On This Day: NASA Astronaut John Glenn Becomes First American to Orbit Earth in 1960

by Megan Molseed

Today, Sunday, February 20, marks 60 years since John Glenn became the first American astronaut to orbit Earth. On February 20, 1962, the NASA astronaut set forth on NASA’s three-orbit Mercury-Atlas 6 mission. Glenn made history aboard the spacecraft he named himself: Friendship 7.

The space flight was initially scheduled to launch on January 27 of that year. However, this initial flight schedule was soon postponed. This decision was made as thick clouds that would have prevented the observation rocket’s descent had developed. Over the next few weeks, the historic flight faced multiple delays. However, on February 20, 1962, Glenn boarded the Friendship 7 in Launch Complex 14 in Florida. A base that is now known as Florida’s Canaveral Space Force Station.

While John Glenn was boarded on the Friendship 7 and ready to go into orbit making history, it would still be hours before take-off. However, after nearly four hours in the rocketship, Glenn was aboard a rocket that was launching towards the stars.

At 9:47 a.m. Eastern on February 20, 1962, the rocket’s countdown reached zero and the rocket ship’s three main engines lit up. Just seconds later, the rocket rose from the launchpad. Then, just two minutes and nine seconds later, the booster engines cut-off, discarded below.

Next, at just five minutes and one second into the historic moment in space-flight, Friendship 7 officially separated as Glenn began his orbit. The astronaut kept in constant contact with the ground below as he successfully controlled the capsule’s altitude. As he circled the planet, Glenn snacked on a tube of applesauce and took a xylitol pill to make sure his blood sugar was at a good level. The astronaut was then given the clear for orbit number two.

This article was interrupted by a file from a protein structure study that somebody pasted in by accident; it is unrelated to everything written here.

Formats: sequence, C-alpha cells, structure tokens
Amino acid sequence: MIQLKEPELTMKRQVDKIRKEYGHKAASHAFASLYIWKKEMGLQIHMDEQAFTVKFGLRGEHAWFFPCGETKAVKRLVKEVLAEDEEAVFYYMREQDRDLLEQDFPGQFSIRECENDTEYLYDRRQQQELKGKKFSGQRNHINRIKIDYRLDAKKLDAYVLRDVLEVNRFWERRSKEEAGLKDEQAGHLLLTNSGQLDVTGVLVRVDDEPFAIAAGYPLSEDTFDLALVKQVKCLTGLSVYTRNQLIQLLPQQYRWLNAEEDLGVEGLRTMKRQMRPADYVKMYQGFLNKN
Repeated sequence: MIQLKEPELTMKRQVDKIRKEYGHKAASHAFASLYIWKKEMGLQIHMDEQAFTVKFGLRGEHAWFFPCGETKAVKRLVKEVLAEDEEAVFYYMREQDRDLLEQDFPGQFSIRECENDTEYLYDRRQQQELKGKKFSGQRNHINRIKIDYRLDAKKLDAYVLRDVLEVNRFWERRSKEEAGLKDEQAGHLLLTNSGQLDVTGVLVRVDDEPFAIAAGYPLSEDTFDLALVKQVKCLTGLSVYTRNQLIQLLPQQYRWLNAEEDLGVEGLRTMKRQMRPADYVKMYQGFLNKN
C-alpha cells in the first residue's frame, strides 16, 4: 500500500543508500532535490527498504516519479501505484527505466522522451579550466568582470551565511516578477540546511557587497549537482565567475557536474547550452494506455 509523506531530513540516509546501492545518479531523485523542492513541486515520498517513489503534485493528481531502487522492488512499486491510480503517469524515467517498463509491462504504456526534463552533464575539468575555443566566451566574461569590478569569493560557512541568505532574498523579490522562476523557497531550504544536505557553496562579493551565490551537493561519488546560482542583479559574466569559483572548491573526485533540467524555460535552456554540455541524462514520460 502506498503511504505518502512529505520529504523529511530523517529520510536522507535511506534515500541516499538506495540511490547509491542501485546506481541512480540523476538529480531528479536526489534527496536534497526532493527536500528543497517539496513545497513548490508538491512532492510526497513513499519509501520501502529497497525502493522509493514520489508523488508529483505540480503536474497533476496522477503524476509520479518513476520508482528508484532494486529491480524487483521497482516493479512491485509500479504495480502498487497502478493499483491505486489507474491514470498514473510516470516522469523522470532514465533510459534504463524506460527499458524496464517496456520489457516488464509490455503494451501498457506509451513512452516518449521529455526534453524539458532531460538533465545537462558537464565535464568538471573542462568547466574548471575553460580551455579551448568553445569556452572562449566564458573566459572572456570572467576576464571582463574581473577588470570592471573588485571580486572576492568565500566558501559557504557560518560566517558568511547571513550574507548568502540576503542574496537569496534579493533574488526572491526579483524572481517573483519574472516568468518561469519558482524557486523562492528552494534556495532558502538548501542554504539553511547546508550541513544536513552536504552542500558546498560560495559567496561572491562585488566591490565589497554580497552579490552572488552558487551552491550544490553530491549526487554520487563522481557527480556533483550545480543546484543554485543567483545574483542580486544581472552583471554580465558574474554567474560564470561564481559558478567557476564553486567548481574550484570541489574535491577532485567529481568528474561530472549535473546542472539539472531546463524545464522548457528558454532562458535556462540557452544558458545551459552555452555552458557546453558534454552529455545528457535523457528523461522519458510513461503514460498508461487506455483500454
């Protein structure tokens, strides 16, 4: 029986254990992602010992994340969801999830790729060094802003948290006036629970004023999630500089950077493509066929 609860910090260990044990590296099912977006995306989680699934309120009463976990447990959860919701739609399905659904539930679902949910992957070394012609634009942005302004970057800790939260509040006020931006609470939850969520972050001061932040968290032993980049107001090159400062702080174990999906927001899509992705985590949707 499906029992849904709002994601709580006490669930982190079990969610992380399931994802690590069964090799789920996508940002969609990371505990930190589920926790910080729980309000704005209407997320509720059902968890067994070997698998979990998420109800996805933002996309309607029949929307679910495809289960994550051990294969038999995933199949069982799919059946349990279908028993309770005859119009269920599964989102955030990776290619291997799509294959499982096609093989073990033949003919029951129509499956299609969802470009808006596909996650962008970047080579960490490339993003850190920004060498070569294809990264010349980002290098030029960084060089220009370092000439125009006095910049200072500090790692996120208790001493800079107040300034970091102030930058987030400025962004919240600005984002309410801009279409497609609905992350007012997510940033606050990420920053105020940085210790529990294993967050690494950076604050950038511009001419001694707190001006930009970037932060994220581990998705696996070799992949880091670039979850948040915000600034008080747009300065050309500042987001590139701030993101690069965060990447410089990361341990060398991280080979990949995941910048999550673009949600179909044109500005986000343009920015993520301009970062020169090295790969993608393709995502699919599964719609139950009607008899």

NASA Officials Worry About Problems On the Historic Space Flight

During his second orbit, John Glenn passed over Cape Canaveral. It was at this point that the controllers on the ground noticed a signal being sent from the spacecraft. According to the signal, the aircraft had deployed its landing bag. This means that the heat shield was no longer in place. This, of course, caused some concern as this shield was needed for Glenn’s safe return to earth.

Engineers believed this notification to be an error. NASA contacted Glenn asking the brave astronaut to make sure that the landing-bag deploy switch was still sitting in the “off” position. At this point, Glenn was headed into his third orbit. At this point, the astronaut also confirmed that he had not heard any of the noises that would have indicated the deployment of the landing bag.

For four minutes and 20 seconds, John Glenn had zero contact with anyone outside of the spacecraft as it reentered Earth’s upper atmosphere. The astronaut later described the moment of reentry as being a “real fireball outside.”

By 2:43 p.m. eastern time, John Glenn returned to the earth when Friendship 7 splashed down near Grand Turk Island. Glenn’s flight had lasted a total of four hours, 55 minutes, and 23 seconds. John Glenn was later awarded the NASA Distinguished Service Medal by President John F. Kennedy for his historic space flight. The space shuttle, Friendship 7, is now on display at the National Air and Space Museum in Washington D.C.